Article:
things fall apart


when she sits still for even a moment, her eyes are full of tears. she continues to sew because if she doesn’t, she’ll weep all the time.

i knew before she called me, her family was in the news and not on the page she’d like to be. she is worried sick, day and night. living in an extended stay suite because all of the trouble cost her much more than she ever thought she’d have to pay.

in fall, when the crab apples change colors and the leaves begin to inch by inch turn, i often wonder how it is that we have hope for winter. without our collective memory, we would all be scared silly believing the world was dying brilliantly, never realizing that life would return again months later, bolder and more beautiful.

i can’t tell her that now. she’d never understand. but i believe and hope and pray for the approaching winter to spare her soul’s hope.



as you walk up to the office where i work, there’s a dogwood tree that stretches out over the sidewalk. it isn’t that tall really, but there’s this branch that leans far and low out. i often bump into it on busy mornings when i am trying to make sure my toddler doesn’t dash back into the street.

yesterday morning though, i meandered up the sidewalk when my eight year old yelled, “mom look at the babies! look at the nest!”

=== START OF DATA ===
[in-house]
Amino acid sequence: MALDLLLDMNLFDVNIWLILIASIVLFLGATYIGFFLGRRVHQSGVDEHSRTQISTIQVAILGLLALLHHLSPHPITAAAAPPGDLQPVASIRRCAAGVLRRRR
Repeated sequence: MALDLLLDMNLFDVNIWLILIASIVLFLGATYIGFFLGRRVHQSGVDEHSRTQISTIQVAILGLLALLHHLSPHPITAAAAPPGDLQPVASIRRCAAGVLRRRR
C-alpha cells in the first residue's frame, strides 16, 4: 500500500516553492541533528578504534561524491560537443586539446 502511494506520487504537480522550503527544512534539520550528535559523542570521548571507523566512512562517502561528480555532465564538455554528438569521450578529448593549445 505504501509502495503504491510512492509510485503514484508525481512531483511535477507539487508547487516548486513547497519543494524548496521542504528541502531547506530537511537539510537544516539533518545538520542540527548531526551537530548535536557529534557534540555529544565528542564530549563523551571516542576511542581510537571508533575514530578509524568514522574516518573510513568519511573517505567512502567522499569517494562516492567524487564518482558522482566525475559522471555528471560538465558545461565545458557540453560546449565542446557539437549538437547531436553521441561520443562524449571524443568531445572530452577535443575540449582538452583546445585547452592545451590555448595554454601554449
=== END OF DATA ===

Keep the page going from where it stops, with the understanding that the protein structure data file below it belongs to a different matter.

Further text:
and sure enough, there it was, a nest in the middle of the low hanging branch, a momma bird perched on the edge and three huge baby birds with their necks stretched up to the sky, mouths open, starving for the food she was trying to bring them.

there’s nothing that brightens my day faster than a bird’s nest. it’s a tiny piece of home built wherever, using anything that’s available. bird’s nests remind me that we can make whatever we like out of what we are given.

if i were given a pile of grass, bits of yarn, twigs, i would never accomplish what those robins have: an exquisite home just the perfect size for nurturing the next generation.

if we look carefully, we may find pieces of our lives seem exactly like that: bits of random that don’t make sense when handled one by one.

may we all build with what we are given. who knows what home we might provide for those among us who are vulnerable.

the pain is worth the thunder*

so i just got back from what some might call the world’s worst sabbatical.

seriously! wrong buses, lost luggage, ridiculous taxis, stolen passports, broken arms, an extra week in a city whose nickname is “the oven”?

i wept more than once. (more than twice, actually) i wondered many times what in the world i was doing trekking around with two little girls. i felt fear and panic clamoring at the door with each scenario.

but what if by some miracle, i was exactly where i was supposed to be?

what would happen if i hadn’t spent a month speaking another language, bumbling around after almost a decade of not speaking said language? what happens if there are no sleepy sunrises in paris? or random strangers who share their life story on a metro ride? or awe-struck moments in front of ancient cathedrals? or successful haggles in the souk for special treasures? or dazzling sunsets on a moroccan beach? what do we do without beauty and experiences that take us outside of ourselves?

we might miss the pain. that’s for sure. your passports won’t likely be stolen if you stay at home. but even that’s not a guarantee.